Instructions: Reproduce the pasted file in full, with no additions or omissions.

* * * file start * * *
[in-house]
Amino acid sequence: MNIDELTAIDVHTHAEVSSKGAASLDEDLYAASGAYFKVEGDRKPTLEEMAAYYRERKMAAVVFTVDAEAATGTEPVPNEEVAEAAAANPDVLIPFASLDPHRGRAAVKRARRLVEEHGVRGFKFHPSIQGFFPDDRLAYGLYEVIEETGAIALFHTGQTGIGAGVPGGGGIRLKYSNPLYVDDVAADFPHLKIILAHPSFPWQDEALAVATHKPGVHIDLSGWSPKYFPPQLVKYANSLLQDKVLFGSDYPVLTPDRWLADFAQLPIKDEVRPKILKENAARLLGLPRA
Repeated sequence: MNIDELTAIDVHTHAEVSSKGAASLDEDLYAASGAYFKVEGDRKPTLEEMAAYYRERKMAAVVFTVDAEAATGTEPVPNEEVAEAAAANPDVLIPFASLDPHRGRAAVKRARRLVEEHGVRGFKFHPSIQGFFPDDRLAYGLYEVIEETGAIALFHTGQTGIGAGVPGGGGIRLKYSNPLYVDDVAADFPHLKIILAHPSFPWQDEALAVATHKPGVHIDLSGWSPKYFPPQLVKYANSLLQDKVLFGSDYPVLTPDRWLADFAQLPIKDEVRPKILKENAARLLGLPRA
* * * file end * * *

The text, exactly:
[in-house]
Amino acid sequence: MNIDELTAIDVHTHAEVSSKGAASLDEDLYAASGAYFKVEGDRKPTLEEMAAYYRERKMAAVVFTVDAEAATGTEPVPNEEVAEAAAANPDVLIPFASLDPHRGRAAVKRARRLVEEHGVRGFKFHPSIQGFFPDDRLAYGLYEVIEETGAIALFHTGQTGIGAGVPGGGGIRLKYSNPLYVDDVAADFPHLKIILAHPSFPWQDEALAVATHKPGVHIDLSGWSPKYFPPQLVKYANSLLQDKVLFGSDYPVLTPDRWLADFAQLPIKDEVRPKILKENAARLLGLPRA
Repeated sequence: MNIDELTAIDVHTHAEVSSKGAASLDEDLYAASGAYFKVEGDRKPTLEEMAAYYRERKMAAVVFTVDAEAATGTEPVPNEEVAEAAAANPDVLIPFASLDPHRGRAAVKRARRLVEEHGVRGFKFHPSIQGFFPDDRLAYGLYEVIEETGAIALFHTGQTGIGAGVPGGGGIRLKYSNPLYVDDVAADFPHLKIILAHPSFPWQDEALAVATHKPGVHIDLSGWSPKYFPPQLVKYANSLLQDKVLFGSDYPVLTPDRWLADFAQLPIKDEVRPKILKENAARLLGLPRA